Hear Ye! Since 1998.
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Dec 98

Internet Time

The year is 1998. The date, December 6 and the time is @671.

Sounds sci-fi-ish? Well, it had to happen. Swatch has introduced the concept of Internet Time. Swatch describes it as a “revolutionary new unit of time” with “beats” instead of seconds, bypassing timezones and geographical borders. It bases the time of day into 1000 beats (metric time!), with one beat lasting exactly 1 minute, 26.4 seconds. The time is denoted with the prefix “@” and is timezone independent. Swatch’s logic behind this seems to be reflected in the quote they have on their page: “Internet Time is not geopolitical, it is global.” Funny how the meridian/standard time for Internet Time is based on Swatch headquarters in Switzerland, with @000 denoting midnight and @500, midday in the Neutrally-orientated nation.

Personally, I think the idea, while not altogether stupid, is just too radical to work. I don’t think time will ever be converted to metric, or a universal measurement (perhaps until we take to the stars, but even in Star Trek they are using 24-hour time :). For one, the current standard of time is too deeply embedded in our sub-conscious for us to really learn Internet Time. What will invariably end up happening, is people equating the Internet Time with a current time (for example, @670 is 2am in Sydney, Australia and so on). The only visible benefit is that there is no hassle in converting between timezones – only converting from Internet Time to local “Real” time, so the chance for error is less – you’re much more familiar with local timezones and daylight savings than you are with another country. How many Aussies know what MST or PST stand for? And what timeshift designation they represent? With Internet Time, you don’t have to specify a timezone at all. Anyway, I predict that this idea will ultimately be widely utilised by geeks. Too bad for Swatch. They are producing a range of watches that tell Real Time, and Internet Time, on the same display.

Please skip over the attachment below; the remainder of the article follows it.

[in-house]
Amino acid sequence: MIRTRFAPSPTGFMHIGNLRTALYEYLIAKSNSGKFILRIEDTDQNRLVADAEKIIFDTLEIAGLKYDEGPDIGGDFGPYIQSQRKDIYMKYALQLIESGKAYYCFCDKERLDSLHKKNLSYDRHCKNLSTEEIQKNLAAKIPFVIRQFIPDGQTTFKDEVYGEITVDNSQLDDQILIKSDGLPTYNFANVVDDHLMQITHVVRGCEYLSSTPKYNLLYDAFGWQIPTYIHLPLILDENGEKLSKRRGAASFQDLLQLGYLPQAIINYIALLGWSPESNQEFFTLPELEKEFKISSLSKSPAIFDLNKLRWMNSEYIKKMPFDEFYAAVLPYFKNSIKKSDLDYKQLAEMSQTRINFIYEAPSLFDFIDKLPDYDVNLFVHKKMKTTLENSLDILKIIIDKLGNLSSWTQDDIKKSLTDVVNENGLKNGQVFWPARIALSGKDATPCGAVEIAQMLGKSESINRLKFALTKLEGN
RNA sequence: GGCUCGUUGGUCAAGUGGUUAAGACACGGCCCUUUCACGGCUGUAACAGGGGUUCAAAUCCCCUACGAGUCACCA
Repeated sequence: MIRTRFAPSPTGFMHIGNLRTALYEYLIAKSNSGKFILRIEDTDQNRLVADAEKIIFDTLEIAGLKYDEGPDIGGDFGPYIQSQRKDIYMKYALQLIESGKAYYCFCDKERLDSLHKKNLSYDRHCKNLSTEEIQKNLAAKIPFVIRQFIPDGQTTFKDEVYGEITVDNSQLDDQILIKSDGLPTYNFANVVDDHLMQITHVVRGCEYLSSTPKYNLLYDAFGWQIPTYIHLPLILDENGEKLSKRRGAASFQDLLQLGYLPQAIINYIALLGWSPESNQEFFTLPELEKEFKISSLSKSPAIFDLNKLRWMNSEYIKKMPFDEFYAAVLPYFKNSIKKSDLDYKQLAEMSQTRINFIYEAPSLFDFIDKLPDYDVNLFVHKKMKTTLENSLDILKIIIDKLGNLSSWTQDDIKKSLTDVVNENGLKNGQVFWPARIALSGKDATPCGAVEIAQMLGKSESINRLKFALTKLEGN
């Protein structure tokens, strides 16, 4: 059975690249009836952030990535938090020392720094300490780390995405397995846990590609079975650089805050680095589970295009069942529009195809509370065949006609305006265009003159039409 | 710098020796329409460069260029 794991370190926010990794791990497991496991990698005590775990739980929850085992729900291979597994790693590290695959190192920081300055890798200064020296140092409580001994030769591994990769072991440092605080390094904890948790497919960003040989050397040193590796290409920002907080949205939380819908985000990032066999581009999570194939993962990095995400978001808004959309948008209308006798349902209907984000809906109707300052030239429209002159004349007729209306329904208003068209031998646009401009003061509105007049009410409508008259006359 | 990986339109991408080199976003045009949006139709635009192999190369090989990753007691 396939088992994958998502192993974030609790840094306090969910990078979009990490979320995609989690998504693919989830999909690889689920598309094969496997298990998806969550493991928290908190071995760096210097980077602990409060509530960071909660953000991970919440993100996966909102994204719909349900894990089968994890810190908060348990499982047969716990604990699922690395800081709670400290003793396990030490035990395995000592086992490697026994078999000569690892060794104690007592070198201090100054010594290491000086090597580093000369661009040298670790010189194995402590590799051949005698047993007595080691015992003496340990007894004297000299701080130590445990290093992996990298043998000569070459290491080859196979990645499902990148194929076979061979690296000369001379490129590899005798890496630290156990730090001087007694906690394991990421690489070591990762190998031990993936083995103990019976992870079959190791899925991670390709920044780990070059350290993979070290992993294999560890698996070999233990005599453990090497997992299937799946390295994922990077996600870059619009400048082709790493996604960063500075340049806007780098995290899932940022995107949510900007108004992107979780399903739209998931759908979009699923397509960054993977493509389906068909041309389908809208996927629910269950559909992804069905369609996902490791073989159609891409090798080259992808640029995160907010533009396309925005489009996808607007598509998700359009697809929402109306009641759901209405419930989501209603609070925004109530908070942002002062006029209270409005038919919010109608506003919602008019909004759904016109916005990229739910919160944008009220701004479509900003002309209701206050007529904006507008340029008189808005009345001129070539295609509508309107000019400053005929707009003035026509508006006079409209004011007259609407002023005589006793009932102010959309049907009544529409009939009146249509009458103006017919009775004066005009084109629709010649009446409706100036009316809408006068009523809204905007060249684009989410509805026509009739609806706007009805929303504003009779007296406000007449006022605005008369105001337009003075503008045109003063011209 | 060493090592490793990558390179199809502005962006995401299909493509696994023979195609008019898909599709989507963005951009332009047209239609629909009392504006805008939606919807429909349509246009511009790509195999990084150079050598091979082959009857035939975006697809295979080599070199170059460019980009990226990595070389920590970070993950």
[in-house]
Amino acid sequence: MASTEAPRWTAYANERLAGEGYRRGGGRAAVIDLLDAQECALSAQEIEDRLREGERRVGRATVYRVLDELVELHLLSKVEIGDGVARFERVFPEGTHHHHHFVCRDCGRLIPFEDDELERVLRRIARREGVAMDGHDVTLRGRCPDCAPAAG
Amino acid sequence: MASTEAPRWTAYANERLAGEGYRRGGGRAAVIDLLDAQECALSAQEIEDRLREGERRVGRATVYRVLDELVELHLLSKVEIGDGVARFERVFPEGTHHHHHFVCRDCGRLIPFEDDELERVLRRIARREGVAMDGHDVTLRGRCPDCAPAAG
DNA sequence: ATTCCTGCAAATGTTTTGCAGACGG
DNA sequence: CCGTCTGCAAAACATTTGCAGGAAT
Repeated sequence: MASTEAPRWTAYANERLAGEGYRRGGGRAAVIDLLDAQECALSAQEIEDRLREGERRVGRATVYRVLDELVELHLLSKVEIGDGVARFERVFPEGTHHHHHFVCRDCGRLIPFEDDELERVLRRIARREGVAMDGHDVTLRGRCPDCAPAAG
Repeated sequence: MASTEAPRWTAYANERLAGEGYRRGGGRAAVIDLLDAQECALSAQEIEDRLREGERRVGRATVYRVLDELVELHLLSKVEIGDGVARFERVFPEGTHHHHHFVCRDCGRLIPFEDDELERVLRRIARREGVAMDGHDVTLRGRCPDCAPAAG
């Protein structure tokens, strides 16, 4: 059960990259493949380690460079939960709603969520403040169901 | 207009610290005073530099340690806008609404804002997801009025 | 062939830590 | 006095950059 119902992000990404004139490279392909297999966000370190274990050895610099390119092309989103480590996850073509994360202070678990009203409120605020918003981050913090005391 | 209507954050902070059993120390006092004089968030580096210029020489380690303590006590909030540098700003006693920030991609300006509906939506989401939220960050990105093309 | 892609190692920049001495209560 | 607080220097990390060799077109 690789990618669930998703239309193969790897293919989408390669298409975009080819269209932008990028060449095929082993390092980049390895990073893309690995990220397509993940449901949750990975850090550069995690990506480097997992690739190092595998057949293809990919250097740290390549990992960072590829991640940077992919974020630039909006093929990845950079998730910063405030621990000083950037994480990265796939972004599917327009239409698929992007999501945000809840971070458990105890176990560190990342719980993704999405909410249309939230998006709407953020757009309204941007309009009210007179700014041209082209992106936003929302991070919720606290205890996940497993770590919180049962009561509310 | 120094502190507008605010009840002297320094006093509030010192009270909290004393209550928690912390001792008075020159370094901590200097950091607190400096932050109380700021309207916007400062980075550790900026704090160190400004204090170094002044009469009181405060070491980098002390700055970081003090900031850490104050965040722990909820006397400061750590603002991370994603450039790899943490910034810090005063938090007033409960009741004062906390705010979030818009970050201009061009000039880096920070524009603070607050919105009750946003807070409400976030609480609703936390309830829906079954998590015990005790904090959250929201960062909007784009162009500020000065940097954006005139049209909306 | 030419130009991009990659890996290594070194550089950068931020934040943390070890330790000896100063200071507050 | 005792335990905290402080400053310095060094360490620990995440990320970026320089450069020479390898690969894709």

It’s now @680.